History behind Rees House

Published 2:10 pm Thursday, December 30, 2021

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By Harry Enoch/Contributor         The Rees House was located at the southwest corner of Main Street and Lexington Avenue in Winchester.
This could well be called “Hotel Corner,” as some form of hostelry stood here from early times. Peter Flanagan purchased original town lot No. 67 in 1801 and built a large log house where he established one of Winchester’s first taverns.

In 1814, Hay Taliaferro had acquired the property and opened the Winchester Hotel. Taliaferro announced in the Winchester Advertiser that he had “commenced keeping Tavern in the house formerly owned by Edmund Calloway.

This House is well situated, large and commodious, the Stable roomy, convenient, well furnished and well kept. His Bar shall be well supplied with all sorts of Liquors and his Table and Lodging accommodations such as to afford satisfaction to Travellers and Boarders.”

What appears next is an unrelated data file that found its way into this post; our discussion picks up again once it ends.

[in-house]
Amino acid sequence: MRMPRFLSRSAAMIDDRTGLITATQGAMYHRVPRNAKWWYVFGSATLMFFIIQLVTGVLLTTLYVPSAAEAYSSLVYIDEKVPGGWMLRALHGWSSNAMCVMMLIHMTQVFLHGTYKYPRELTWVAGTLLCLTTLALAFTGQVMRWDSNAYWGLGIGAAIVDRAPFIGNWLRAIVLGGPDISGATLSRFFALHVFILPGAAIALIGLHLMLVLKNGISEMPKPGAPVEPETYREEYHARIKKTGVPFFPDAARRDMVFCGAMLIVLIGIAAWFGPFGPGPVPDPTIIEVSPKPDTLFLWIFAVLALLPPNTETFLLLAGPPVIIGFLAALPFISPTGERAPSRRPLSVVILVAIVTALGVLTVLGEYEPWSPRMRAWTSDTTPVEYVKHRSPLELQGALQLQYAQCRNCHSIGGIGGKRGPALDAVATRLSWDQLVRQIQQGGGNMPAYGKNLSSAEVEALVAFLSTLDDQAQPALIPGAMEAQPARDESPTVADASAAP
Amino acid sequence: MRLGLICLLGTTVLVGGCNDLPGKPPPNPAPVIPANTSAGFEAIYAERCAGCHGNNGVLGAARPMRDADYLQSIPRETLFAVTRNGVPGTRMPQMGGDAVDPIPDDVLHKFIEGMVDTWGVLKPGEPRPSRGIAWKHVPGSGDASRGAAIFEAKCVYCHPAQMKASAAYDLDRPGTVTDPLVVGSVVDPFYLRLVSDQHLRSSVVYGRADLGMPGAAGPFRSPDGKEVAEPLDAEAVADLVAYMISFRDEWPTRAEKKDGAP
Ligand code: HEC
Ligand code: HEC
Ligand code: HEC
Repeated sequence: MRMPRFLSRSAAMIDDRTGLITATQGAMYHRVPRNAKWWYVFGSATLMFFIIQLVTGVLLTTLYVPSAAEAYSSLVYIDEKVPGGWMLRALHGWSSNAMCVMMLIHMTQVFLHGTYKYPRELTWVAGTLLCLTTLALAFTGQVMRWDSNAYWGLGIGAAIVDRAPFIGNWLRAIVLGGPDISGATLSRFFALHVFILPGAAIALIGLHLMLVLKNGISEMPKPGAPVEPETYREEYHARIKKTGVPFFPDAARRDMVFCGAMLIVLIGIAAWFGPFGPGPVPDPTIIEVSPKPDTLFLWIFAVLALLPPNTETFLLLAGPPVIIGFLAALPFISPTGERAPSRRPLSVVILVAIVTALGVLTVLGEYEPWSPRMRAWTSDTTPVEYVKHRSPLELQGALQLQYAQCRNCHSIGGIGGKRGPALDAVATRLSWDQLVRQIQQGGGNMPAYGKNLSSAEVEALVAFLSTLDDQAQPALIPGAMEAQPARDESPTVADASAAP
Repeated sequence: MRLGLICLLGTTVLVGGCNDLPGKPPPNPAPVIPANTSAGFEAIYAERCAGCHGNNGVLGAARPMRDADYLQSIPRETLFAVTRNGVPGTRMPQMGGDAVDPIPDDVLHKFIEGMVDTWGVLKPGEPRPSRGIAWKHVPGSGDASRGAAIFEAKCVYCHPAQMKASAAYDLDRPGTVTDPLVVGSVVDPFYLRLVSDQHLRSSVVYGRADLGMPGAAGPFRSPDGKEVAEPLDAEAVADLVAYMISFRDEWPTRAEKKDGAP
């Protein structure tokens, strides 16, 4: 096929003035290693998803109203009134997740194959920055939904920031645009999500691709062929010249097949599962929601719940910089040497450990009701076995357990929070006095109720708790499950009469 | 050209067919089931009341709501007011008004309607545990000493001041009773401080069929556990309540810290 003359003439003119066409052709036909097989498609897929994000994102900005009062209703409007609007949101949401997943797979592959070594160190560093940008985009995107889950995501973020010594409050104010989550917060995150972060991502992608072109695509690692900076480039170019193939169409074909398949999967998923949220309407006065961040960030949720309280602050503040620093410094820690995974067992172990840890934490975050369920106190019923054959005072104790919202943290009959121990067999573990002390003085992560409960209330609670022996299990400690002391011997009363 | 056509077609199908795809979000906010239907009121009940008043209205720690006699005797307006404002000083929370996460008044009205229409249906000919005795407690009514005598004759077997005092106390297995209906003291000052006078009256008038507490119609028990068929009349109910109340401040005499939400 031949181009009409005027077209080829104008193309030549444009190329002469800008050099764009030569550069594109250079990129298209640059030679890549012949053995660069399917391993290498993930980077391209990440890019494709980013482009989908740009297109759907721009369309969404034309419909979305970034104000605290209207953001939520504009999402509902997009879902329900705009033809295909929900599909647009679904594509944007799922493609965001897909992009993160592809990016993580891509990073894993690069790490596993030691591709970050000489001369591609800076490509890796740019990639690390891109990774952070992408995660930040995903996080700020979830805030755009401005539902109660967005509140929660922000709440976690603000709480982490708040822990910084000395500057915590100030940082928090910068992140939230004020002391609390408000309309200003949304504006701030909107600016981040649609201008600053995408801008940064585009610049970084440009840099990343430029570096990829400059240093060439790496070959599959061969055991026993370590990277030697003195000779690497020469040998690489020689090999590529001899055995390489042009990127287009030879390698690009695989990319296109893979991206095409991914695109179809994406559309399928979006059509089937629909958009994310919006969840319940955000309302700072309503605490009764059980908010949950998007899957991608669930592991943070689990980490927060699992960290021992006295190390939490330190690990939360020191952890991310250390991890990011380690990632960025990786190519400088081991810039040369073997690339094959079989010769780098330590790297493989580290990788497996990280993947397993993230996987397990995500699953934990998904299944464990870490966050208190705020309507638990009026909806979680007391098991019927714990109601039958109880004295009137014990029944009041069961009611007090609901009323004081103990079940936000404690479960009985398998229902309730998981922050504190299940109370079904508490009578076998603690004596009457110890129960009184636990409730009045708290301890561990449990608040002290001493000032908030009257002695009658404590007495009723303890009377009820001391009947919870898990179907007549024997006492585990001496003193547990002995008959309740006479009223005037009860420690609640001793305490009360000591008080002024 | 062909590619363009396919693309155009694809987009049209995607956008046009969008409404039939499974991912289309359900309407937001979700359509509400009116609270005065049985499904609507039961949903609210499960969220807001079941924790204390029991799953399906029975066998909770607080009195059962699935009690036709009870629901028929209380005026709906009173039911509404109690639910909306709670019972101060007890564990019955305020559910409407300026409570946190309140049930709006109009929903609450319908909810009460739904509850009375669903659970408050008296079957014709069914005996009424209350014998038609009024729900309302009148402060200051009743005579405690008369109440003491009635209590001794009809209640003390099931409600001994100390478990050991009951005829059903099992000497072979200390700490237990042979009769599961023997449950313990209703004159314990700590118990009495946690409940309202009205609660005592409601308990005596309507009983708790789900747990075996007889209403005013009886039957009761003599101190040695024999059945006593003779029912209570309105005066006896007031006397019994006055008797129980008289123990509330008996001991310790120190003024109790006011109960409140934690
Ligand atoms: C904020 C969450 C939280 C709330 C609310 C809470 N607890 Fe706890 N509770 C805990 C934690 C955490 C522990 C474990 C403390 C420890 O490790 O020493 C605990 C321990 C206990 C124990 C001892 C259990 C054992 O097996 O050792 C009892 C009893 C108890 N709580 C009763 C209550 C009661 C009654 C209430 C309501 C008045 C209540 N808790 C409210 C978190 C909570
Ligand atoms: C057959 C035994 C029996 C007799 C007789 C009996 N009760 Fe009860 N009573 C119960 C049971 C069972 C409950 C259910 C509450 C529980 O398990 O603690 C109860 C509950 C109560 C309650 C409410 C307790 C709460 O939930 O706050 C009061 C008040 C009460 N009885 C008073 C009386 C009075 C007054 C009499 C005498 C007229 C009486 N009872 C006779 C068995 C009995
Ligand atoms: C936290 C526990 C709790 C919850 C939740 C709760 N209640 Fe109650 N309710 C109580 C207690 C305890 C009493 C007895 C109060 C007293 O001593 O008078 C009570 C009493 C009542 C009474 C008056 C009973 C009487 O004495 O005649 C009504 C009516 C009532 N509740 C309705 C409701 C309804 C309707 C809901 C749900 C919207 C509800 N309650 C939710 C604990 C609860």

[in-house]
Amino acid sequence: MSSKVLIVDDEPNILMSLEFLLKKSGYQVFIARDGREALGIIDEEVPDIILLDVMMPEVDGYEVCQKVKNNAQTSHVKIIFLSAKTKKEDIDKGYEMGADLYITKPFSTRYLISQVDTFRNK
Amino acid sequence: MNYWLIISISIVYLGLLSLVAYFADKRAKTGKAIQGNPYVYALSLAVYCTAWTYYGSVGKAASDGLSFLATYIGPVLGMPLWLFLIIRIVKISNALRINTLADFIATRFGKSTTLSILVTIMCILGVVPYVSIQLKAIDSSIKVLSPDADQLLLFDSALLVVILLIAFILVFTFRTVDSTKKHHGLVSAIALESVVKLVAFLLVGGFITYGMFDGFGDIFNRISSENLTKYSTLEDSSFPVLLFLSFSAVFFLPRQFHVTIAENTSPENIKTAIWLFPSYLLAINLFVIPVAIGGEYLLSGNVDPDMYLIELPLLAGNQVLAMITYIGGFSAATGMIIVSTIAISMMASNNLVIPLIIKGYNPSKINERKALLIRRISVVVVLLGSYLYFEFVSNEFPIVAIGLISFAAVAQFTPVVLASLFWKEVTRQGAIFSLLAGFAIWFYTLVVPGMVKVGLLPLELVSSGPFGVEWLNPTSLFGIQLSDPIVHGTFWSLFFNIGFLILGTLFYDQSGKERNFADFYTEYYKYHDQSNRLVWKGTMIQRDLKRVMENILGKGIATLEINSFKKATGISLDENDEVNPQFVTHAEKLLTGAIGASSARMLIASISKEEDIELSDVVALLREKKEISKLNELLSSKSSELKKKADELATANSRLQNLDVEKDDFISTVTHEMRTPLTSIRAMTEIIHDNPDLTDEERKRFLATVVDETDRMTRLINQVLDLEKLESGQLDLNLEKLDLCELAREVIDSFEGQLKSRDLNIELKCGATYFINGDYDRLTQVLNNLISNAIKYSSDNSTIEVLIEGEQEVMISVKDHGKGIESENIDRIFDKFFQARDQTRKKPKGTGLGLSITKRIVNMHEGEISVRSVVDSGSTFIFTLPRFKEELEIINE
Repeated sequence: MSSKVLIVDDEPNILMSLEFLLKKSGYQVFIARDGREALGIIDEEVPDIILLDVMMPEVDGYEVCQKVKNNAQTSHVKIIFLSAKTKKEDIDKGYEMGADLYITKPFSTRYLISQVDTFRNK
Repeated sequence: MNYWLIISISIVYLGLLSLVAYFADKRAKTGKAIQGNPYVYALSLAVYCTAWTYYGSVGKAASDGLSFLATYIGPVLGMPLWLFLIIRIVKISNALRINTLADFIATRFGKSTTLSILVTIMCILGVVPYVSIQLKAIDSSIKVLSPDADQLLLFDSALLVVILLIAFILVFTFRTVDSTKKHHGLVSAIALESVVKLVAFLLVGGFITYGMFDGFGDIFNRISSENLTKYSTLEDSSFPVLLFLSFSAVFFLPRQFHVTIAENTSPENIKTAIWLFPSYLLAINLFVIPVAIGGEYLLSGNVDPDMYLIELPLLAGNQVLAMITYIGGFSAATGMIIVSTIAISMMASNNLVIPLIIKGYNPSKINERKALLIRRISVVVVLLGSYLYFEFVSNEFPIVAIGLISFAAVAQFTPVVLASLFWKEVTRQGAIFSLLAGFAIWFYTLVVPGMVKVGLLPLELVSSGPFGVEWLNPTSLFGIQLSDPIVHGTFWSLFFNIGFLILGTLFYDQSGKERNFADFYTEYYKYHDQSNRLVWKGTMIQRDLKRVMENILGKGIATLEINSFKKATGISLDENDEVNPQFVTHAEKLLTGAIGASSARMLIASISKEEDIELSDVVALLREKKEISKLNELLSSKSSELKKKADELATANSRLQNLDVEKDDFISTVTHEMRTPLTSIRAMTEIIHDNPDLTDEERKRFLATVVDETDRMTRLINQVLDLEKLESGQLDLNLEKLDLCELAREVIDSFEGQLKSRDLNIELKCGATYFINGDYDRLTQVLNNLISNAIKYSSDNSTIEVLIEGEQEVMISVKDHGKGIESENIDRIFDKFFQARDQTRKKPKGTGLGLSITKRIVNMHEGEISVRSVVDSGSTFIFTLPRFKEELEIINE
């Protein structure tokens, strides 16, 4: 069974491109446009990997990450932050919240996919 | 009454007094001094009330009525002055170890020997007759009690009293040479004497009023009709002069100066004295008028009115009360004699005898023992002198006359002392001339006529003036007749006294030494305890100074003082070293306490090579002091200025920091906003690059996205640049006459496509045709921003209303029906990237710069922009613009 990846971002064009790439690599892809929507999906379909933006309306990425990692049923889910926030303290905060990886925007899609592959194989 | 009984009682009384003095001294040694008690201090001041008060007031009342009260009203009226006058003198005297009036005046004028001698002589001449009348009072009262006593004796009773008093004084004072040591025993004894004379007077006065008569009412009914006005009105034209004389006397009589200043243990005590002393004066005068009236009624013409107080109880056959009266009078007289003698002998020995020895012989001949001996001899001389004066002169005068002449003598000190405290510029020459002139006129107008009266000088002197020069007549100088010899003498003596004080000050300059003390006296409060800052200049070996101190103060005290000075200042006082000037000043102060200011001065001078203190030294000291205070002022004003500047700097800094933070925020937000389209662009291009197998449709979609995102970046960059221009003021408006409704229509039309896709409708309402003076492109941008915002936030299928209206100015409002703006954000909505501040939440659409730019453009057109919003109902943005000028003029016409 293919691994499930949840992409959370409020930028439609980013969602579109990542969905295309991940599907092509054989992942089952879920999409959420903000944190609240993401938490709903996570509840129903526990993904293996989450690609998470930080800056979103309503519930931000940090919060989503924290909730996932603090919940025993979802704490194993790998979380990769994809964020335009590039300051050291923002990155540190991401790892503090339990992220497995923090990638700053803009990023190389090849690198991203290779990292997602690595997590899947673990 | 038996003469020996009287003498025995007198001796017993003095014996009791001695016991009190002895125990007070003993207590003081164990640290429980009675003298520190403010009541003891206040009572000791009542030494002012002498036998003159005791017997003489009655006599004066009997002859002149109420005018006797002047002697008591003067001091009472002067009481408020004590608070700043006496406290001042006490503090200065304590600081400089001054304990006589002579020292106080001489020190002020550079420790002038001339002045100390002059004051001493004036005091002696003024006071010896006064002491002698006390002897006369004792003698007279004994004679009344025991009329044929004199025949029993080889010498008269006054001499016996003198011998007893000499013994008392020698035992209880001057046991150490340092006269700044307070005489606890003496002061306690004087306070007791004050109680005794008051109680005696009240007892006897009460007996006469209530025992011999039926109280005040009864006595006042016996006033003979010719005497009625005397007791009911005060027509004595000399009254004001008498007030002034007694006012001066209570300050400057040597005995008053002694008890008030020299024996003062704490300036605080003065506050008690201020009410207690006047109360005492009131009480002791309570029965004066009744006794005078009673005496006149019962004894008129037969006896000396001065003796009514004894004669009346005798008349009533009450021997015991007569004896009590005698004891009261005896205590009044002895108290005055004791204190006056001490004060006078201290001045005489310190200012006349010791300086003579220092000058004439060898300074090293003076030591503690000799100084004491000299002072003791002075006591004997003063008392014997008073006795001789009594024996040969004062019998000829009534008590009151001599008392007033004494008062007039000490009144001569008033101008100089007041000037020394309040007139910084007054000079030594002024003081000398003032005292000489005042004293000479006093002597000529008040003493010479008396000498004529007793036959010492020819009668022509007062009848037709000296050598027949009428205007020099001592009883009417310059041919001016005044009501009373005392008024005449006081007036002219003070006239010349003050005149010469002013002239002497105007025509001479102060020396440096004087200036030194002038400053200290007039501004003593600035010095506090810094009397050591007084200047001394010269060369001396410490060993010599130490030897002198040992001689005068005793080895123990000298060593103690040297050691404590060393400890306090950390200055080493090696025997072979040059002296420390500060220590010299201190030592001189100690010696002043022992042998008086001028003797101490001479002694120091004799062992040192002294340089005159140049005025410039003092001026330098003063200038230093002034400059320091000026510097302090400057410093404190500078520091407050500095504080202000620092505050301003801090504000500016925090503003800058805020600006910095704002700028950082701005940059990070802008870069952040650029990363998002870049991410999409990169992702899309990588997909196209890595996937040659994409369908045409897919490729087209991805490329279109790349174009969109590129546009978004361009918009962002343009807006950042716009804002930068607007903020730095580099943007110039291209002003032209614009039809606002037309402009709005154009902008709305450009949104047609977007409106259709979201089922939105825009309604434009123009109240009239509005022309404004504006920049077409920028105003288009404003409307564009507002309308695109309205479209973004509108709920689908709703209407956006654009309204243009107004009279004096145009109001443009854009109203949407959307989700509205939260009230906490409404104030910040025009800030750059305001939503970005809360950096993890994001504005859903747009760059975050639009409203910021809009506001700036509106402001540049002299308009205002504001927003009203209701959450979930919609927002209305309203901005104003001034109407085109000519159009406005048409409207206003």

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Starting in 1835, several proprietors operated the establishment as the National Hotel. Winchester E. Rees and his wife Anna acquired the property in 1866, and his family kept the Rees House—referred to as one the most famous hostelries in the state—until it closed in 1904. J. L. Brown and George M. Proctor demolished the three- story brick building and erected the Brown-Proctoria Hotel.

The new four-story hotel had walls surfaced with Indiana limestone on the first floor, granite brick on the upper floors, and was originally topped with an open cupola.

Picture legend: Rees House, 1889
Winchester Advertiser, November 5, 1814
Winchester Sun-Sentinel, March 3 and April 7, 1904
Clark County Republican, December 29, 1916 and January 5, 1917
Clark County Deed Book 42:213
W. M. Beckner, Handbook of Clark County and the City of Winchester, Kentucky
(Chicago, 1889), p. 26 (includes an engraving of the Rees House)
Robert M. Polsgrove, Survey of Historic Sites in Kentucky: Clark County (Mt. Vernon,
IN, 1979), p. 173
Thomas D. Clark, Clark County, Kentucky, A History (Winchester, 1995), p. 278 (photo)
A. Goff Bedford, The Proud Land (Mt. Sterling, 1983), pp. 137-139, 157-159